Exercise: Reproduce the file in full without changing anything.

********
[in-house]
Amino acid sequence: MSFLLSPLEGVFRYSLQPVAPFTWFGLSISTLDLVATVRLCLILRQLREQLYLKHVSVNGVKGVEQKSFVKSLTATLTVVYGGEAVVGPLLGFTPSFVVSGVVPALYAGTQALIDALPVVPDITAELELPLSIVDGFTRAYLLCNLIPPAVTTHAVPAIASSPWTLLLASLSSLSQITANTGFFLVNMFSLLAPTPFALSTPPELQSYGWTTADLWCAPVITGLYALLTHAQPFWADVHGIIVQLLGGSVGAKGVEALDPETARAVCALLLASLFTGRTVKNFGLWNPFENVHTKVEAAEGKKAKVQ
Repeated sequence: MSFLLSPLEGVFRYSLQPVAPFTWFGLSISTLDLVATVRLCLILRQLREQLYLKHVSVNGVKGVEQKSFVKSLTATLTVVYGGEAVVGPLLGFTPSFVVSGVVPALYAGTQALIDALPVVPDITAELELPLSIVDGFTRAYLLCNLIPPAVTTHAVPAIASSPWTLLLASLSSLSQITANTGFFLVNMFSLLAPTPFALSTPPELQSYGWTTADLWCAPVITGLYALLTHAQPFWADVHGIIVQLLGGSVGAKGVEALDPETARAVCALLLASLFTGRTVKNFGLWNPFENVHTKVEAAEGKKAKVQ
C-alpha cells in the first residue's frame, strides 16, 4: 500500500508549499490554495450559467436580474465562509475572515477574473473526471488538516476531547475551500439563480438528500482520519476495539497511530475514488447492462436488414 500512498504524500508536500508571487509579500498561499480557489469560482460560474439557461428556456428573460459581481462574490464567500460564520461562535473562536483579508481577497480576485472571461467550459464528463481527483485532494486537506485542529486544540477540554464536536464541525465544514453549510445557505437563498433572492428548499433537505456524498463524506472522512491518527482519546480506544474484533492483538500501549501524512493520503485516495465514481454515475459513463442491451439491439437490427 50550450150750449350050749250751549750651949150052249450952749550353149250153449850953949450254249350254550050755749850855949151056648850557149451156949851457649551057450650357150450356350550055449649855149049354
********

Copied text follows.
[in-house]
Amino acid sequence: MSFLLSPLEGVFRYSLQPVAPFTWFGLSISTLDLVATVRLCLILRQLREQLYLKHVSVNGVKGVEQKSFVKSLTATLTVVYGGEAVVGPLLGFTPSFVVSGVVPALYAGTQALIDALPVVPDITAELELPLSIVDGFTRAYLLCNLIPPAVTTHAVPAIASSPWTLLLASLSSLSQITANTGFFLVNMFSLLAPTPFALSTPPELQSYGWTTADLWCAPVITGLYALLTHAQPFWADVHGIIVQLLGGSVGAKGVEALDPETARAVCALLLASLFTGRTVKNFGLWNPFENVHTKVEAAEGKKAKVQ
Repeated sequence: MSFLLSPLEGVFRYSLQPVAPFTWFGLSISTLDLVATVRLCLILRQLREQLYLKHVSVNGVKGVEQKSFVKSLTATLTVVYGGEAVVGPLLGFTPSFVVSGVVPALYAGTQALIDALPVVPDITAELELPLSIVDGFTRAYLLCNLIPPAVTTHAVPAIASSPWTLLLASLSSLSQITANTGFFLVNMFSLLAPTPFALSTPPELQSYGWTTADLWCAPVITGLYALLTHAQPFWADVHGIIVQLLGGSVGAKGVEALDPETARAVCALLLASLFTGRTVKNFGLWNPFENVHTKVEAAEGKKAKVQ
C-alpha cells in the first residue's frame, strides 16, 4: 500500500508549499490554495450559467436580474465562509475572515477574473473526471488538516476531547475551500439563480438528500482520519476495539497511530475514488447492462436488414 500512498504524500508536500508571487509579500498561499480557489469560482460560474439557461428556456428573460459581481462574490464567500460564520461562535473562536483579508481577497480576485472571461467550459464528463481527483485532494486537506485542529486544540477540554464536536464541525465544514453549510445557505437563498433572492428548499433537505456524498463524506472522512491518527482519546480506544474484533492483538500501549501524512493520503485516495465514481454515475459513463442491451439491439437490427 50550450150750449350050749250751549750651949150052249450952749550353149250153449850953949450254249350254550050755749850855949151056648850557149451156949851457649551057450650357150450356350550055449649855149049354